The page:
When the senator didn’t continue, Quintus said, “Then perhaps another. I can most certainly recommend any man who trains here.”
Servius raised one eyebrow. “And if I do not want one who trains here?”
“Apologies, Senator, but I do not follow your meaning. If you do not seek any man trained here, then who do you seek?”
Quintus stared at him for a time longer than was considered appropriate with a senator. “You seek me?”
“I seek my own guard,” Servius explained. “I have reason to fear troubled times ahead, and I wish to take on personal security.”
“Do you not have stipatores?” Quintus pressed. “Slave-bodyguards?”
“Yes.” The senator studied Quintus for a long moment, as if trying to decide whether to place trust in him. “I am seeking someone from outside the house.”
Quintus was taken aback. “If you have no trust in your own house, then what do you have? No offence given, Senator, but you speak of a greater issue.”
“I speak of concern yet to come to pass. I trust my slaves. I treat them well and expect as much in return, and they have been with me for many a year. Yet, if I take on a personal guard, I need reassurance that he holds no favours amongst my slaves. That he be known to none of them, that he be a man I can trust.” The senator looked around the great hall. “I have known your father. He was a man of moral fibre and sound business sense. You are cut of the same cloth. You are of sharp mind and have the skill to back it.”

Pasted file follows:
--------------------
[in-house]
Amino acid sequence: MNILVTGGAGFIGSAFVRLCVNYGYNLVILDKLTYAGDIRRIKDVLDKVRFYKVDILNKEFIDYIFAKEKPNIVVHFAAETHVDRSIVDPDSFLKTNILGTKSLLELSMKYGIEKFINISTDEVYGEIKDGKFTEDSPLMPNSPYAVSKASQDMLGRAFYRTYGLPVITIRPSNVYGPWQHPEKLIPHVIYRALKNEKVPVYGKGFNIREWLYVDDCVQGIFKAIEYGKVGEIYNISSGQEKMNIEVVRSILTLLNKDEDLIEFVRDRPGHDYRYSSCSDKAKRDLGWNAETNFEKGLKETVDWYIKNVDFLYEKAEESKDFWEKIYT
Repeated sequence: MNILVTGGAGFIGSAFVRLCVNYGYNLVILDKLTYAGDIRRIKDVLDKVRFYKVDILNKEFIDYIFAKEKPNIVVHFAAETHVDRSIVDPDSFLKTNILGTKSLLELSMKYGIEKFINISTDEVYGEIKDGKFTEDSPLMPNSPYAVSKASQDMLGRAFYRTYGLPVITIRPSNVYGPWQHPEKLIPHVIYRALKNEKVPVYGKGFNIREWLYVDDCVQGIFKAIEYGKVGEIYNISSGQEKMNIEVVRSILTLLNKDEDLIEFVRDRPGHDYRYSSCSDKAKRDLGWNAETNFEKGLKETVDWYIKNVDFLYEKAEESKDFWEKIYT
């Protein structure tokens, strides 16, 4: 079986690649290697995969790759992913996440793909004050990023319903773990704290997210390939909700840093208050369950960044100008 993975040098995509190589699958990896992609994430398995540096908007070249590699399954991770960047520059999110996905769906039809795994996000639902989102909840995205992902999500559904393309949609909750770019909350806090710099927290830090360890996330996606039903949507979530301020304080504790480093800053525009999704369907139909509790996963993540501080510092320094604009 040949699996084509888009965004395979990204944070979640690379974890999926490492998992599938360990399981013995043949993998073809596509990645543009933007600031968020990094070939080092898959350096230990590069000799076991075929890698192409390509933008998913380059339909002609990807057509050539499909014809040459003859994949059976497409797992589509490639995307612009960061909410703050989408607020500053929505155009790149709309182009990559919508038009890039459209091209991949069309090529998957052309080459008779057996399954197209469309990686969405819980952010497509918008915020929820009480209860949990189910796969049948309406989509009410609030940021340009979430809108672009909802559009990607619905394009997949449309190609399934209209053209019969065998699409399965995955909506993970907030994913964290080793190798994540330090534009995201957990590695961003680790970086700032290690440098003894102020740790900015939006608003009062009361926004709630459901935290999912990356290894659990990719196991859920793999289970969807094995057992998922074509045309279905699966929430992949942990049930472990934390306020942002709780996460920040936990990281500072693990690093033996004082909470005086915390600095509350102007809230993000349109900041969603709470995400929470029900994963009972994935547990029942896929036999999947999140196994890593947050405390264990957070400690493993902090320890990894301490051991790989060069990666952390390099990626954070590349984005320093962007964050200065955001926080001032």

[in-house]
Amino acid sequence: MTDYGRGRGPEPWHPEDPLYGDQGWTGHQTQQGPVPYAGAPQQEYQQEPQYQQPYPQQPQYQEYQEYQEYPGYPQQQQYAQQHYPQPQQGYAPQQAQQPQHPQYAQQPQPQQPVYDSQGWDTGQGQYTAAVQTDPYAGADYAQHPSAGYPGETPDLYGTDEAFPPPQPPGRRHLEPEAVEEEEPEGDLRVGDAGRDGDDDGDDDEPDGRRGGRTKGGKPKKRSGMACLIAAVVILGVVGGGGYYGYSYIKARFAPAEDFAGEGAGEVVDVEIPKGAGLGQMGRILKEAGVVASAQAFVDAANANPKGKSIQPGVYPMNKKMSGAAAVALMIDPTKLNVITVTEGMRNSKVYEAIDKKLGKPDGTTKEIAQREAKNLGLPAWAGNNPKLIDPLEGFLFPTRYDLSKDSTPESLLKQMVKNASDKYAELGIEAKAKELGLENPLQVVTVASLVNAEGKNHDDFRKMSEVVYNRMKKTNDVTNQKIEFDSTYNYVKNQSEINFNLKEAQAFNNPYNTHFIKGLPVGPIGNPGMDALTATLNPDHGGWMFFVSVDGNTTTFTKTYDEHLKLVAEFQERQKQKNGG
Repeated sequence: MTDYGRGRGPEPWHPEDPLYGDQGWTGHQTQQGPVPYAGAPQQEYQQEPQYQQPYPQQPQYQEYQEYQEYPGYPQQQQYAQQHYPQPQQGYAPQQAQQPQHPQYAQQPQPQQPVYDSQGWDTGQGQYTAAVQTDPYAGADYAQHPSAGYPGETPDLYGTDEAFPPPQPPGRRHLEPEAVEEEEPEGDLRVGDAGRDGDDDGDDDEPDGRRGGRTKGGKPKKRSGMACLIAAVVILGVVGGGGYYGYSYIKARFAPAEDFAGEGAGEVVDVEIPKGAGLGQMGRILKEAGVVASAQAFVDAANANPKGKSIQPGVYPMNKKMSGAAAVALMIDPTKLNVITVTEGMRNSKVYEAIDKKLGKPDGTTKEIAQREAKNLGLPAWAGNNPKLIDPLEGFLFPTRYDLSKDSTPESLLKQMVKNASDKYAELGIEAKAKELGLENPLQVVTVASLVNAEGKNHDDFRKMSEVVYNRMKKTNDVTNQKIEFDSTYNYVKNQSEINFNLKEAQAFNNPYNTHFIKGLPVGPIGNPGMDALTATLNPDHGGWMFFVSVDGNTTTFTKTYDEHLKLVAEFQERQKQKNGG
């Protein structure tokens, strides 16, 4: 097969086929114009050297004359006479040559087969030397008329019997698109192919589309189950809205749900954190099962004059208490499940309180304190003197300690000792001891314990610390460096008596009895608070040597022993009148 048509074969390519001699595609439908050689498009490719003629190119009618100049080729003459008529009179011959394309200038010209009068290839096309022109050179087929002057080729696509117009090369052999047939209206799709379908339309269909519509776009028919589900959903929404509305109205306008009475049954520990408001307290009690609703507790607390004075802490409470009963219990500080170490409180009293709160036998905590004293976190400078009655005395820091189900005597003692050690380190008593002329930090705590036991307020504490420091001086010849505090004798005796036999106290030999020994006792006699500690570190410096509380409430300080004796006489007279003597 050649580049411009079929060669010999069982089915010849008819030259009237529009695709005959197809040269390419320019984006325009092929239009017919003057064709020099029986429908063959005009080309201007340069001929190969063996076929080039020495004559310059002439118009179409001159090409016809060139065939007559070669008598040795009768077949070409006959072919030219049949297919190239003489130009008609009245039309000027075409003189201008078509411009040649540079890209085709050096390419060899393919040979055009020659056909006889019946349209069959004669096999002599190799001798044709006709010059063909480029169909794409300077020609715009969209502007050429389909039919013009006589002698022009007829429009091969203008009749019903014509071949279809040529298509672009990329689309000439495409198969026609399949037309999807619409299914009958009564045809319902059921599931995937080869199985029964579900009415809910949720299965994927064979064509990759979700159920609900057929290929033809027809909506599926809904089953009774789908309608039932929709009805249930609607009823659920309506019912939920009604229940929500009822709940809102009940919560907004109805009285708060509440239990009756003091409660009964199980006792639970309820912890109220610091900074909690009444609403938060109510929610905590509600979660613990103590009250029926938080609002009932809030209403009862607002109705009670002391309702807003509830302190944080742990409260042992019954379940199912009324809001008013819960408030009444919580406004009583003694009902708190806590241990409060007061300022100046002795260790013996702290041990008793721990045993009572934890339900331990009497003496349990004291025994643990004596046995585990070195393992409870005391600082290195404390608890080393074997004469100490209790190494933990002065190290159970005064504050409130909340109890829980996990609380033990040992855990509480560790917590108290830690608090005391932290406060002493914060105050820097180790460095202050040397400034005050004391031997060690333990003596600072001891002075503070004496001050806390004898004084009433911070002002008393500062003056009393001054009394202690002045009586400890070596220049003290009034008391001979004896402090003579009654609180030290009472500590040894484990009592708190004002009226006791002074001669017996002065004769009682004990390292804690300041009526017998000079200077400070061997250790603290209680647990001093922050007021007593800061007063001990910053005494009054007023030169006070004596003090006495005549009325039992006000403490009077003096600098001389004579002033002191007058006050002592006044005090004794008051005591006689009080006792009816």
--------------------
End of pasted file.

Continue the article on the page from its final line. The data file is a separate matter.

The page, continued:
“I…” Quintus stopped and took a breath to keep anger from the words that would follow. He kept his eyes cast down, his voice much the same. “You ask me to do the work of a slave?”
“I will pay you handsomely.”
Quintus shot the senator a disbelieving look. “Senator, I cannot leave my ludus. I—”
“If you seek written authority from the emperor, I shall get it,” the senator said simply. Quintus froze and Servius smiled, much the way a hunter would smile when he came upon a trapped rabbit. “Would you dare defy an order from Rome?”
“No, never.” Quintus bristled and struggled to tamp it down. “You are removing my choice.”
“But I am not,” Servius said coolly. “You either agree and are rewarded with good coin. Your ludus will profit and you stay in good standing with Rome. Enough for a year’s taxes.” He tilted his head, just so. “Or you refuse, and I serve you with an order in which you will do as I bid, for no coin. You would be taken against your will, your men would no doubt retaliate and would, therefore, all be executed for rising against the word of Rome. So, my dear Quintus, as you can see, you do have a choice.”
Anger flared in Quintus’ blood; his muscles trembled with the need to expel energy. Like crushing the senator’s skull with his bare hands. “That is no choice.”
The corner of Servius’ mouth curled upward. “I agree. Not one a man of sound mind needs to consider. I am so glad you see reason.”
Quintus’ jaw ticked. His hands were fists in his lap. The senator was forcing his hand, and Quintus could think of no rebuttal. There was no way for this to end in his favour, not without losing more than his own blood.